Living with the Spiritual Father
Greetings  and good morning, brothers and sisters. This is Dr. James Perry continuing with our series
where we seek to explore the deeper meanings of our relationship with Jesus Christ. Over the years,
the heavenly Father has revealed many revelations of spiritual truth to me, and I want to share them
with you. This morning we seek to understand the meaning of living with the spiritual Father.

And now, sit back and listen to today's message.

Living with the Spiritual Father

Jesus said, "If a man love me, he will keep my word: and my Father will love him, and we will come
unto him, and make our abode with him." John, Chapter 14, Verse 23.

Brothers and sisters, in today’s broadcast, we probe the truth of living with the spiritual Father. We
know that the Father lives in our minds and souls, and we would like to gather more insight into this
great and awesome truth. To think that the great infinite and eternal Father would actually live in our
minds and souls sounds too good to be true, but this is one of those times when a thing that seems
to be too good to true, is actually true. What great love the Father must have for his mortal children
that he would come and dwell in them. "Behold what manner of love the Father hath bestowed upon
us, that we should be called the sons of God." To assists our minds in grasping this great truth of the
reality of the Father's love for us that he should live in us, we shall resort to a material analogy to
help us to grasp this great truth, and then move on to the ramification of such a great truth.
In most cases people live separate lives from each other. The families usually live in separate
dwelling places. There is no sharing of their lives on a day-to-day basis with other families. What
goes on in one family does not effect what goes on in another family. They gather for social
occasions and exchange fellowship with each other, but they remain separate units. The affairs of
each family are separate.

In a large city like New York, people live in apartment buildings. And even though they all live in
the same building, they have their own apartments. And each family is separate though they live in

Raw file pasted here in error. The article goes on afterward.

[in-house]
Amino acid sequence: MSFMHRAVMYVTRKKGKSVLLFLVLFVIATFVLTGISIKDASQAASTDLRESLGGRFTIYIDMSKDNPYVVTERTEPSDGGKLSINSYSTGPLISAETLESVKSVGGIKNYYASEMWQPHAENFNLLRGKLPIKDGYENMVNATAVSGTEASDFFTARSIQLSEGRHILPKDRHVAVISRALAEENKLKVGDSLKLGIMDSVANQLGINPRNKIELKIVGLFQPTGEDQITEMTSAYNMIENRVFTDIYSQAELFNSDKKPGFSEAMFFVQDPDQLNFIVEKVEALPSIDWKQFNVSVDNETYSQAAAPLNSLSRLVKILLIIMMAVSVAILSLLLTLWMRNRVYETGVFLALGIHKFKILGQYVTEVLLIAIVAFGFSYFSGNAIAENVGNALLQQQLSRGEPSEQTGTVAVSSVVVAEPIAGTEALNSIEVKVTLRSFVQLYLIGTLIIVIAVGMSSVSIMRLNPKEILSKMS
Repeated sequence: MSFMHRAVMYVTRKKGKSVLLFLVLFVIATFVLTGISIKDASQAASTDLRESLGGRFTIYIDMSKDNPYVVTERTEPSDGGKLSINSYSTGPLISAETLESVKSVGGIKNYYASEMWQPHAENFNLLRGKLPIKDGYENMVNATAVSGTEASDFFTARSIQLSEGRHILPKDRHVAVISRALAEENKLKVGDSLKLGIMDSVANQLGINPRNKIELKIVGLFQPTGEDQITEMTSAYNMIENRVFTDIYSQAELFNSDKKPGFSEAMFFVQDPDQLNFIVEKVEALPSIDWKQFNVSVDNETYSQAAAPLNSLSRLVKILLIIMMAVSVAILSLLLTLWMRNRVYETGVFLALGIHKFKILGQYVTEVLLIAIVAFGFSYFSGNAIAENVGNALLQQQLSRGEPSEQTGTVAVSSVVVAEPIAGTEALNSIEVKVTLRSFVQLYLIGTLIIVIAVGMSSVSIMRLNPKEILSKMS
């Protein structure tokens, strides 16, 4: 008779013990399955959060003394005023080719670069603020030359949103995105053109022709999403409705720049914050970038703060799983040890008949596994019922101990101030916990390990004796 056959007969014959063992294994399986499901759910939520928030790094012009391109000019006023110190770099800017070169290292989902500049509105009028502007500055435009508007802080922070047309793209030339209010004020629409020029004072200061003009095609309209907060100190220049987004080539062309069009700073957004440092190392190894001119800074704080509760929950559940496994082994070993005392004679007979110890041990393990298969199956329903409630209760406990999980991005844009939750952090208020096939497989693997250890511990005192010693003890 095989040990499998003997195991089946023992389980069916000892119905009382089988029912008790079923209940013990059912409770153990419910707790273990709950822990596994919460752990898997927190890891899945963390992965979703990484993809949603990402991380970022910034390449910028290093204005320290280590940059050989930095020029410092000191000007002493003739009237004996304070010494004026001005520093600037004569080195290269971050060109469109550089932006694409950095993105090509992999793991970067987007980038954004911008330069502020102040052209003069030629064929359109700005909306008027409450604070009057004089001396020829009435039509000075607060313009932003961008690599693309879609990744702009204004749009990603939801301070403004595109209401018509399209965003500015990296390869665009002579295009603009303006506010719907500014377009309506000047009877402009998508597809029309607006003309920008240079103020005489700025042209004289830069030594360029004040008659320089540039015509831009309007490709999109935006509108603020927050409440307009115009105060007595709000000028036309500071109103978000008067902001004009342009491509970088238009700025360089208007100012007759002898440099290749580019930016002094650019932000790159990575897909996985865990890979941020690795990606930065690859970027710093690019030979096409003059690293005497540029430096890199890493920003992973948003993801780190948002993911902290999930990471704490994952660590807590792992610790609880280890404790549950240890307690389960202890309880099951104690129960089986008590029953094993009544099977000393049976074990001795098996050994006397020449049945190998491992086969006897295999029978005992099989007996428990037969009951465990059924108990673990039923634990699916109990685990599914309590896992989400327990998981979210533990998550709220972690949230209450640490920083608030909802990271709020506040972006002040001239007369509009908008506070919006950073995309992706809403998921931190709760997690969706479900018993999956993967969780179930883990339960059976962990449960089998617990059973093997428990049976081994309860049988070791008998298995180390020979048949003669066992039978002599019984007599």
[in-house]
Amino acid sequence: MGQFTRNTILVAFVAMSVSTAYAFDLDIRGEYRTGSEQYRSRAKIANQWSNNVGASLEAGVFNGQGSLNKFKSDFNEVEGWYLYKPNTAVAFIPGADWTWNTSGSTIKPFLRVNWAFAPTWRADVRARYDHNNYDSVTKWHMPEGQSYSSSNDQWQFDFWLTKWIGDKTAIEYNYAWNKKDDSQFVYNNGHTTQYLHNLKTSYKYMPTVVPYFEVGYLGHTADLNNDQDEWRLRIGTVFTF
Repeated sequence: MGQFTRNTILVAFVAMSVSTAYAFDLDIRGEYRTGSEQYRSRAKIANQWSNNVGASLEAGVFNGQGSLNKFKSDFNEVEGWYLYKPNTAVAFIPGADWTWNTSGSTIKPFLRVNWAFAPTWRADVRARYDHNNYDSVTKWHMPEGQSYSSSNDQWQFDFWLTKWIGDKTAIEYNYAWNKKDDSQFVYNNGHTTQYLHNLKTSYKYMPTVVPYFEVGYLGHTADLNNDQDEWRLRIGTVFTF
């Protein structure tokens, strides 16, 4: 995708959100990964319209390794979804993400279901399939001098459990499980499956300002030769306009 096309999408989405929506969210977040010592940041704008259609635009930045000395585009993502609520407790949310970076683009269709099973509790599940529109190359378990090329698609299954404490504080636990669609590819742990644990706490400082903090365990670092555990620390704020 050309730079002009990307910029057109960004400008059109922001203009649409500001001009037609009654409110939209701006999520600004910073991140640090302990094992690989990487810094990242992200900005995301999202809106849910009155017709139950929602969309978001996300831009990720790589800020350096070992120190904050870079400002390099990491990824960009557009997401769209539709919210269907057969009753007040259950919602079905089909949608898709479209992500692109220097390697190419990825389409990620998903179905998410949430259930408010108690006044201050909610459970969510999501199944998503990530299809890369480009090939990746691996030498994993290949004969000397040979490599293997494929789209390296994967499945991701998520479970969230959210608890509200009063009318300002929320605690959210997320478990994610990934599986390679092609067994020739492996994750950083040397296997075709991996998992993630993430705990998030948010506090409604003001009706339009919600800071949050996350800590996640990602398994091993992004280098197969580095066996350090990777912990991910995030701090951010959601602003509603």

the same building. People can live in the same building all of their lives and never get to know their
neighbors. They come and they go, and for all intents and purpose they may as well be living in a
separate building in a different city. No attempt is made to get to know the other occupants of the
building. They are truly isolated from each other. Occasionally more than one relative may be living
in the same building, and this may give rise to some social interactions between the two relatives.
As the saying goes, "there ain't no pity in the naked city." "Millions will watch you go down and not
lend a helping hand."

But in a family where there are intimate relationships, where there is a real family of parents and
children, this is truly a case of living together. Living together requires some social skills. The
children usually learn how to live in the family after being born into it. They gradually come to learn
acceptable behavior in the family unit. But first the husband and the wife have to learn how to live
together. Living together involves more than just two people living under the same roof. In a true
family, all the lives of each are linked in an unbreakable bond. The ups and downs of the family are
shared by all. What effects one effects all of them.

The husband and the wife must learn how to adjust themselves to each other, though in most cases